Aunt Alexandra is a symbol of the social order of the Old South, with its rigid hierarchies and sharp distinctions of color and social class. Her views on this subject are also those of the white majority of the South at this time.
Atticus has more modern and humane values than Alexandra and believes that all people really are just "folks" regardless of ancestry, color or social class. This puts him at odds with most of the whites in Maycomb County.
Atticus has brought the children up with his own values rather than those of Alexandra, so much so that they never question that he is correct in defending Tom, regardless of the consequences.
Almost all the whites in Macomb oppose Atticus and his family, although a few like Boo Radley and Braxton Underwood end up taking their side. Of course, their efforts fail to save Tom Robinson from being lynched in the end.
EXERCISE 4.4C: INTERPRETATIVE ESSAY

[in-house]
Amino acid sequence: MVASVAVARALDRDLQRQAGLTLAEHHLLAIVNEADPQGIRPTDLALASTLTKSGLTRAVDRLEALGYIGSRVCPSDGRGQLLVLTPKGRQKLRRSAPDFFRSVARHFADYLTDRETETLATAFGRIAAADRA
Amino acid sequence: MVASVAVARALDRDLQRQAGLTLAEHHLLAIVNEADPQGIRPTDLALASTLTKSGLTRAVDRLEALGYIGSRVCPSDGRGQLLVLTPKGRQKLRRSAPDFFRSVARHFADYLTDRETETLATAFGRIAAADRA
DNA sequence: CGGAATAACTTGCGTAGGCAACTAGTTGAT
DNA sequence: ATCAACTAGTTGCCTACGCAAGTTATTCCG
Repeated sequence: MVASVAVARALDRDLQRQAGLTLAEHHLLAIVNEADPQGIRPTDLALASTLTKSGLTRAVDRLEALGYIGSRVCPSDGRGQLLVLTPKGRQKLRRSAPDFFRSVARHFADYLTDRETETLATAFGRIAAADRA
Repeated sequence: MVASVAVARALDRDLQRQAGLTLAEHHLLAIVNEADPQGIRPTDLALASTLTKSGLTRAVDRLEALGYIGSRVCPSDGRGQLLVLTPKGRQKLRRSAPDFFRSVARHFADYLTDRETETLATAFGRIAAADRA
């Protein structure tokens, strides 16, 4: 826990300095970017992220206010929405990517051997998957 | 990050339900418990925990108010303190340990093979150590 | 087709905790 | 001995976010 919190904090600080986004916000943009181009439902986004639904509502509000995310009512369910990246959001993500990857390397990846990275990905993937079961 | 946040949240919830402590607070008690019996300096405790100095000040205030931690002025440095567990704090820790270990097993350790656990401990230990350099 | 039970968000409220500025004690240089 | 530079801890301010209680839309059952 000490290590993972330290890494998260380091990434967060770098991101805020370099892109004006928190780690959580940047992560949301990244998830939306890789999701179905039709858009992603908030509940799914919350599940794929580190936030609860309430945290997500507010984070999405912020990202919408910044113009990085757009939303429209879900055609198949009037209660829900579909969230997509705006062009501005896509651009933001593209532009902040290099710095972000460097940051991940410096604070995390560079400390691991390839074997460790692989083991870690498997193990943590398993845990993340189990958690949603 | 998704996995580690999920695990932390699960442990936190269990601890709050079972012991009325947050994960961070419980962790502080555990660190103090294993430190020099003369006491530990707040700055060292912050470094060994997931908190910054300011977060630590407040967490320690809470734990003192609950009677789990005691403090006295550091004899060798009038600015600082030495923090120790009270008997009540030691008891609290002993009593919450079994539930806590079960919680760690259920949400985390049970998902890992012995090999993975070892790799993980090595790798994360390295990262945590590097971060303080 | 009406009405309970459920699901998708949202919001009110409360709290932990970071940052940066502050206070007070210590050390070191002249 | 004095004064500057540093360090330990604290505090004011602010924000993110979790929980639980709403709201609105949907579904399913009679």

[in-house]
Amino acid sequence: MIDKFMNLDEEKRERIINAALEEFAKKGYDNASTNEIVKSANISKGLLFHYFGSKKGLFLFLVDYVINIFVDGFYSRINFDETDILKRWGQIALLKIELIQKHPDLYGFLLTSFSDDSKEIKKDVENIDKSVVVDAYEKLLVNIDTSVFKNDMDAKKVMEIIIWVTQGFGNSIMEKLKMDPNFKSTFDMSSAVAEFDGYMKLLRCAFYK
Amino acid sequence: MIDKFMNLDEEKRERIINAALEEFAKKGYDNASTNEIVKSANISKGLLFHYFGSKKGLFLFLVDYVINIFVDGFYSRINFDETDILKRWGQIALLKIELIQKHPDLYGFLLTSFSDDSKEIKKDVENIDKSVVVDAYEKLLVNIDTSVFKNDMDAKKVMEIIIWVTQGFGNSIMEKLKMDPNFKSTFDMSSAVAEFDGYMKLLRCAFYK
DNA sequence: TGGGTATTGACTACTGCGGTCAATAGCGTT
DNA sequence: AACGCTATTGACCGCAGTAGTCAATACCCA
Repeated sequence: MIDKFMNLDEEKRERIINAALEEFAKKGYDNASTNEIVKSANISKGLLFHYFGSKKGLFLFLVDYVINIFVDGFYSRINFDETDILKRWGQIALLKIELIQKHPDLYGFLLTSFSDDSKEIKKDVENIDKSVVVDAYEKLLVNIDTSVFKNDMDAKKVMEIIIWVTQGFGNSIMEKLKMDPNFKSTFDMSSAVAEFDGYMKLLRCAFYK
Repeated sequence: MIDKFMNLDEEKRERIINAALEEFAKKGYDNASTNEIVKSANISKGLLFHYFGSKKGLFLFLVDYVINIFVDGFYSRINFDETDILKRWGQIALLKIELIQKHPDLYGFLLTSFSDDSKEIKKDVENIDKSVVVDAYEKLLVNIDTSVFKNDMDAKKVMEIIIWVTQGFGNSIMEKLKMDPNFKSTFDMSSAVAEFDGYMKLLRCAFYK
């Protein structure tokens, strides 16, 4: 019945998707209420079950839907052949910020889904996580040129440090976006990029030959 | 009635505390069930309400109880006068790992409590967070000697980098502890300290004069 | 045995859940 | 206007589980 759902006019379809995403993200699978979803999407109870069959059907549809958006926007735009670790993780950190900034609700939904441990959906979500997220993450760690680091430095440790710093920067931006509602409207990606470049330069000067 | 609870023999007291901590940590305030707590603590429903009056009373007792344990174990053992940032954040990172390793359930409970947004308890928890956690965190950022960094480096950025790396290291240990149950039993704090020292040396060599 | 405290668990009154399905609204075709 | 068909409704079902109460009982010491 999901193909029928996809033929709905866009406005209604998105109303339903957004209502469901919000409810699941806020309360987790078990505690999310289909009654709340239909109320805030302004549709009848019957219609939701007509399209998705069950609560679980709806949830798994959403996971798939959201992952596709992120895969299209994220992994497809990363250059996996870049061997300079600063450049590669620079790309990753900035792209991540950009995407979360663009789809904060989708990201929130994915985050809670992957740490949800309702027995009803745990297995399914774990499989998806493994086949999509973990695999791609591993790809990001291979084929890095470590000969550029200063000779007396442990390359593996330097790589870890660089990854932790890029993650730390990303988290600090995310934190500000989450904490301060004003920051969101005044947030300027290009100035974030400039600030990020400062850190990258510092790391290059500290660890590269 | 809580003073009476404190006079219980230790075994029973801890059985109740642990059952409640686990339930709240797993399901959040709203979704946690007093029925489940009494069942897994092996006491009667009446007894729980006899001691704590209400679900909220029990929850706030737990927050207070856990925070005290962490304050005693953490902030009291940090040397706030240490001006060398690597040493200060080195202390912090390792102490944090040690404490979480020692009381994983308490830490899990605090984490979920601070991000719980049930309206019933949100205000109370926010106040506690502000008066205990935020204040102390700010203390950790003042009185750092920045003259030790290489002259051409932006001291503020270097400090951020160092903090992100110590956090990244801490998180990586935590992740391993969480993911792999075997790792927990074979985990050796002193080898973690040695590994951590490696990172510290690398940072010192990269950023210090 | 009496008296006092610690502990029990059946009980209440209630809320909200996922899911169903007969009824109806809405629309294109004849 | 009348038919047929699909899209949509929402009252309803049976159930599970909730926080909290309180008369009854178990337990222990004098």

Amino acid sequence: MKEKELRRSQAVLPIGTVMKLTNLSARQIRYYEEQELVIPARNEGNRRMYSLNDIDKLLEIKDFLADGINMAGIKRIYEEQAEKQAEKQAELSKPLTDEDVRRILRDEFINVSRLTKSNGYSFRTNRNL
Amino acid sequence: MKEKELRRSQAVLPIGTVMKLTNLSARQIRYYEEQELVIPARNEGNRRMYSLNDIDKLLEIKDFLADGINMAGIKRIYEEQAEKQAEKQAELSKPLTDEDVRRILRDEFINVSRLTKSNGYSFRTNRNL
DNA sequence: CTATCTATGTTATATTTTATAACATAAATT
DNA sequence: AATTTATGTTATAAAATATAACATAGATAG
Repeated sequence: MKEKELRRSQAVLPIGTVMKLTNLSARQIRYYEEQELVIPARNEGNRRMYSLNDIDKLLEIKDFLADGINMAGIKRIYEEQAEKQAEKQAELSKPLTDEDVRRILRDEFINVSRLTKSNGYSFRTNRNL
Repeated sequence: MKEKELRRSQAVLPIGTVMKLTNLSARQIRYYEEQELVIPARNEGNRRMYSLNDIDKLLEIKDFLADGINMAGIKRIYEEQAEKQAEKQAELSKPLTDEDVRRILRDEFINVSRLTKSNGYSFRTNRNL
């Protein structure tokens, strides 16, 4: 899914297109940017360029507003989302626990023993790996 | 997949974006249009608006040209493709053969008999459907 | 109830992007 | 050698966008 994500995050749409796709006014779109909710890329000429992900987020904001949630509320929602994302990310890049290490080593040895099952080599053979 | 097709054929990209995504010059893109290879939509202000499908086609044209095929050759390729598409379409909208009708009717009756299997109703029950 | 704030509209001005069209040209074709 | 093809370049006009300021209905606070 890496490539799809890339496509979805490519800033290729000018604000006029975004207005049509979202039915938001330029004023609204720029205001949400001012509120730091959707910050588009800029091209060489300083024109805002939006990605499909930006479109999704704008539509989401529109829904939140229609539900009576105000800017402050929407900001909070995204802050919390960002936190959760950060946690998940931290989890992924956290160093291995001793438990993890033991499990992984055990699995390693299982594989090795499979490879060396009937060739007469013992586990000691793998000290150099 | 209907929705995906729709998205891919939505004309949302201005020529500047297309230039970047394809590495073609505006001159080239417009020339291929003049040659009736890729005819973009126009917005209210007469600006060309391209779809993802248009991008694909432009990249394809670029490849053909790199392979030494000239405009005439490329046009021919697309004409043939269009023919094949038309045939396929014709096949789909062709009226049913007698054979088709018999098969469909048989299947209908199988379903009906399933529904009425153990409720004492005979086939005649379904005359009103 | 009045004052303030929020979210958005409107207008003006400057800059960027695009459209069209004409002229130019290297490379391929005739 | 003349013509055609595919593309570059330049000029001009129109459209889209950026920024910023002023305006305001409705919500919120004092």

In To Kill a Mockingbird the characters are brought together and challenged in ways that prove that "family" means something more than just blood relatives. Over the course of the novel, the real extended family of Atticus and his children comes to include other characters that support them in their efforts to fight the injustice and oppression against Tom Robinson and his people, including Boo Radley, Braxton Underwood and even Walter Cunningham. From the start, Scout, Jem and Dill are all united in opposing the treatment of Tom, and even though they remain in the minority others join their 'family' as well. On the other hand, blood relatives like Aunt Alexandra continue to represent the rigid racism and social class prejudices of the Old South. Scout is the narrator of the novel, which is told entirely from her point-of-view, only as an adult relating the story in flashback, and her liberal sympathies are clear from the outset. Harper Lee modeled Atticus Finch on her own father, Amasa Coleman Lee, an attorney and state legislator in Alabama, while Scout was very similar to herself and age six and Dill was her childhood friend Truman Capote.